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Greek, Bulgarian PMs to discuss South Stream's future in Sofia

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Greek Prime Minister George Papandreou will visit Bulgaria on Tuesday in a bid to persuade the Bulgarian authorities to give the green light for the construction of the South Stream pipeline designed to transport Russian gas to western Europe.

Greek Prime Minister George Papandreou will visit Bulgaria on Tuesday in a bid to persuade the Bulgarian authorities to give the green light for the construction of the South Stream pipeline designed to transport Russian gas to western Europe.

According to the Greek prime minister's press service, Papandreou is expected to discuss economic cooperation with his Bulgarian counterpart Boiko Borisov. The prime ministers will also head the first joint meeting of Greek-Bulgarian ministerial councils.

Earlier, the Greek deputy energy minister, Yiannis Maniatis, said Papandreou was planning to discuss with Borisov the construction of the South Stream pipeline, which, he said, remains a priority in Greece's energy policies.

The South Stream project, in which Russia, Bulgaria and Greece are partners, stipulates the construction of a 300-kilometre pipeline from Burgas on the Bulgarian Black Sea coast to Alexandroupolis on the Greek Aegean Sea coast. The pipeline, which is considered a rival to the EU-backed Nabucco, is scheduled to be launched in December 2015.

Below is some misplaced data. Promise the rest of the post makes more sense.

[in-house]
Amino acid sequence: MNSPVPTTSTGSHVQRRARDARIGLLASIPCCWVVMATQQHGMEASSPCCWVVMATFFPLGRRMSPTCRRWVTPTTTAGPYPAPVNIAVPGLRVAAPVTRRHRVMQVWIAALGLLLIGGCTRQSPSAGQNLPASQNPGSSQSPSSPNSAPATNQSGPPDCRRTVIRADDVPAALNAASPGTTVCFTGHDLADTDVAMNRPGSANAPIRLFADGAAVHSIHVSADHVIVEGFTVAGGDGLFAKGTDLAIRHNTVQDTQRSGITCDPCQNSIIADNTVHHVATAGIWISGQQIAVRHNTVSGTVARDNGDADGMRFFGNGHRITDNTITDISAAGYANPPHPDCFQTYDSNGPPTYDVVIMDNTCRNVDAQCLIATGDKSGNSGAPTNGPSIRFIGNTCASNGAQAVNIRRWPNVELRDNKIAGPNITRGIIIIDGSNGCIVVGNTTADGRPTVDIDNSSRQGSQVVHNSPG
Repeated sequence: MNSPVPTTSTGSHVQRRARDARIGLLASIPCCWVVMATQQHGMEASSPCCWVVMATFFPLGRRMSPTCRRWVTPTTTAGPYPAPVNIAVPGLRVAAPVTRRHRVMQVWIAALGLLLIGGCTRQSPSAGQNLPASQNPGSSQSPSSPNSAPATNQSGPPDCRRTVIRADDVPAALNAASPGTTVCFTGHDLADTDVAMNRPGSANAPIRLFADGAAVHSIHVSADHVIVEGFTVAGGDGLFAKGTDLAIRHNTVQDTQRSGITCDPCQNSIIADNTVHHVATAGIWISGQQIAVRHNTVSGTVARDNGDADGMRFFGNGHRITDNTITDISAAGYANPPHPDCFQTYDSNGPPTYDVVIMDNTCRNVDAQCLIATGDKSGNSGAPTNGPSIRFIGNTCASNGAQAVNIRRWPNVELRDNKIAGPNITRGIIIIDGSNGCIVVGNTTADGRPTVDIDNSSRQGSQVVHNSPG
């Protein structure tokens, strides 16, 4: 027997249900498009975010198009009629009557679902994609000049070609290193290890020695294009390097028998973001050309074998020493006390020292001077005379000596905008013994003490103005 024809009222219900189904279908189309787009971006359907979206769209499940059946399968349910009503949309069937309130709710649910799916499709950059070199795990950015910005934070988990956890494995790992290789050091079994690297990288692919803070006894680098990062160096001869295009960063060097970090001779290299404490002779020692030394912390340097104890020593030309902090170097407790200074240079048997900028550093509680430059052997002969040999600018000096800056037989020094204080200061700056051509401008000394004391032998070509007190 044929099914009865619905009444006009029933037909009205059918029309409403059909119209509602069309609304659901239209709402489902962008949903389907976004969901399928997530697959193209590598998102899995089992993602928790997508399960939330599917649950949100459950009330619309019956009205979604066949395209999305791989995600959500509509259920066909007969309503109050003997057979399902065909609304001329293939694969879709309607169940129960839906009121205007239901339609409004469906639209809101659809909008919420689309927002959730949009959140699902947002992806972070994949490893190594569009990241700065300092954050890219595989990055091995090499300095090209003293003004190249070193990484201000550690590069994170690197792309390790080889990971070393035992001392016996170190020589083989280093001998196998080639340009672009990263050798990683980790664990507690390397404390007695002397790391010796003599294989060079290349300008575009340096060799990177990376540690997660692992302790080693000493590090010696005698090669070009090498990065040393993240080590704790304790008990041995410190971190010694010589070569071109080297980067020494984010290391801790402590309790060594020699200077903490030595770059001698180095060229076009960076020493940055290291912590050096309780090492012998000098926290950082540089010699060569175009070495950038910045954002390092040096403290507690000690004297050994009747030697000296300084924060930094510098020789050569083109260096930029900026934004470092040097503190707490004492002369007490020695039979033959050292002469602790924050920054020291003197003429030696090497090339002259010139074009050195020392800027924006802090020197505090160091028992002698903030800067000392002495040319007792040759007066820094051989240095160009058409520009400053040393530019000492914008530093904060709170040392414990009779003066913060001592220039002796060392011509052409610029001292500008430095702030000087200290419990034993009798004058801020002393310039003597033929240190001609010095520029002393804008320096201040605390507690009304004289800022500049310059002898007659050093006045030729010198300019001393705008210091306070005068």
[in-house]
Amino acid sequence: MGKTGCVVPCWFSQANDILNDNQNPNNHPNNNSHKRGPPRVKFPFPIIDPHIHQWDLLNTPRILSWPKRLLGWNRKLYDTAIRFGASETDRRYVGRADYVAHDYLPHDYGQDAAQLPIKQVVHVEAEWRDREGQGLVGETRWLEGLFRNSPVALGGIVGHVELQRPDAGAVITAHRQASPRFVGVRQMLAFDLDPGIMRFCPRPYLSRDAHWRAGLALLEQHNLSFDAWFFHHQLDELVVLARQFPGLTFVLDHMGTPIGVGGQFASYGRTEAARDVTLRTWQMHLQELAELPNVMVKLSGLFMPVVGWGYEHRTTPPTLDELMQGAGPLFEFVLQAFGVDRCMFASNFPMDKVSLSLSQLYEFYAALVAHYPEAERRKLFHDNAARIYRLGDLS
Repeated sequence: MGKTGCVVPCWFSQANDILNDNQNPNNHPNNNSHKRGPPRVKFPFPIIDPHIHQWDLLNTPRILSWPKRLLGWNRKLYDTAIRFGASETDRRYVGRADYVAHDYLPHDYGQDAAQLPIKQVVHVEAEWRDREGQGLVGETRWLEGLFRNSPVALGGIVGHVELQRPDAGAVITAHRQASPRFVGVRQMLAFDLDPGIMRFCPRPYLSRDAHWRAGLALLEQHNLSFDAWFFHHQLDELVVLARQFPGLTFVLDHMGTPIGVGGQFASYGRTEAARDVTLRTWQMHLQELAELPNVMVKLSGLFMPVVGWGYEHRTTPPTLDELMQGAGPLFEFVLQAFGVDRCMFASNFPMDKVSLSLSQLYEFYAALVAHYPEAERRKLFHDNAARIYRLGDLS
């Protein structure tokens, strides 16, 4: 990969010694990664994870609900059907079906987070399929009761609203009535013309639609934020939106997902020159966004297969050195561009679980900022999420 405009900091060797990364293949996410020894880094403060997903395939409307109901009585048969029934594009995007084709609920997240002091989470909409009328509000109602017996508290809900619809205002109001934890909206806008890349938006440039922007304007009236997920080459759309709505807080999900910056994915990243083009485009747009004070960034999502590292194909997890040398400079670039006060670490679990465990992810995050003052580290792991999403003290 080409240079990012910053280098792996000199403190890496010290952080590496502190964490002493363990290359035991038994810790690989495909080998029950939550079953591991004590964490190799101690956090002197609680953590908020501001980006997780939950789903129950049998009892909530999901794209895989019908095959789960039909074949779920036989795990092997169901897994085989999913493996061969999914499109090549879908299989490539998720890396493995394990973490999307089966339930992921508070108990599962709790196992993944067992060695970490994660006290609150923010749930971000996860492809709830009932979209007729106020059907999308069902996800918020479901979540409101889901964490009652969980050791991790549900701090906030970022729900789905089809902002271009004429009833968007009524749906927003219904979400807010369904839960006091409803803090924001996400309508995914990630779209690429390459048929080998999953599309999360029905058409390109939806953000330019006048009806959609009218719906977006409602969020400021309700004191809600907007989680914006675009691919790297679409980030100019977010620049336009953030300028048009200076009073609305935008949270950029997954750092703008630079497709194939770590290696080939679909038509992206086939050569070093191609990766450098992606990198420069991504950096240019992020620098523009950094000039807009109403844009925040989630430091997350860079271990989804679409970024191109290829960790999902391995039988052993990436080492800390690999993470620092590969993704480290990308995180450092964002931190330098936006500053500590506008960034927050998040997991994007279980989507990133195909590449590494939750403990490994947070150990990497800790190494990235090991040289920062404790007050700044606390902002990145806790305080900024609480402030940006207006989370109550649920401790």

Russia and Bulgaria signed an agreement on the South Stream project in January 2008, and both financial and technical preparations were scheduled to be put together by mid-2010.

However, Russia's energy giant Gazprom announced in June the possibility of re-routing South Stream through Romania, instead of Bulgaria, after Borisov said that his country would not participate in the project over environmental concerns.

Later, Borisov said that the Bulgarian government had not made a final decision. On July 16, Russia and Bulgaria signed a road map for the technical and economic assessment of Bulgaria's section of the pipeline.

Mikhail Barkov, the vice president of Russia's oil pipeline monopoly Transneft, said on Monday that Bulgaria continued to consider the project "as far as profit and ecological risks are concerned." However, he said he believed the Bulgarian partners would "understand that it is not reasonable to abandon the project."

Intergovernmental agreements have been signed between Bulgaria, Serbia, Greece, Hungary, Slovenia, Croatia and Austria for the implementation of the section of the pipeline that will run over land.

The offshore part, operated by Russia's Gazprom and Italy's ENI, will run for 900 km (559 miles) from Russia's mainland under the Black Sea to the Bulgarian coast and carry up to 63 billion cubic meters of gas a year.

ATHENS, July 27 (RIA Novosti)

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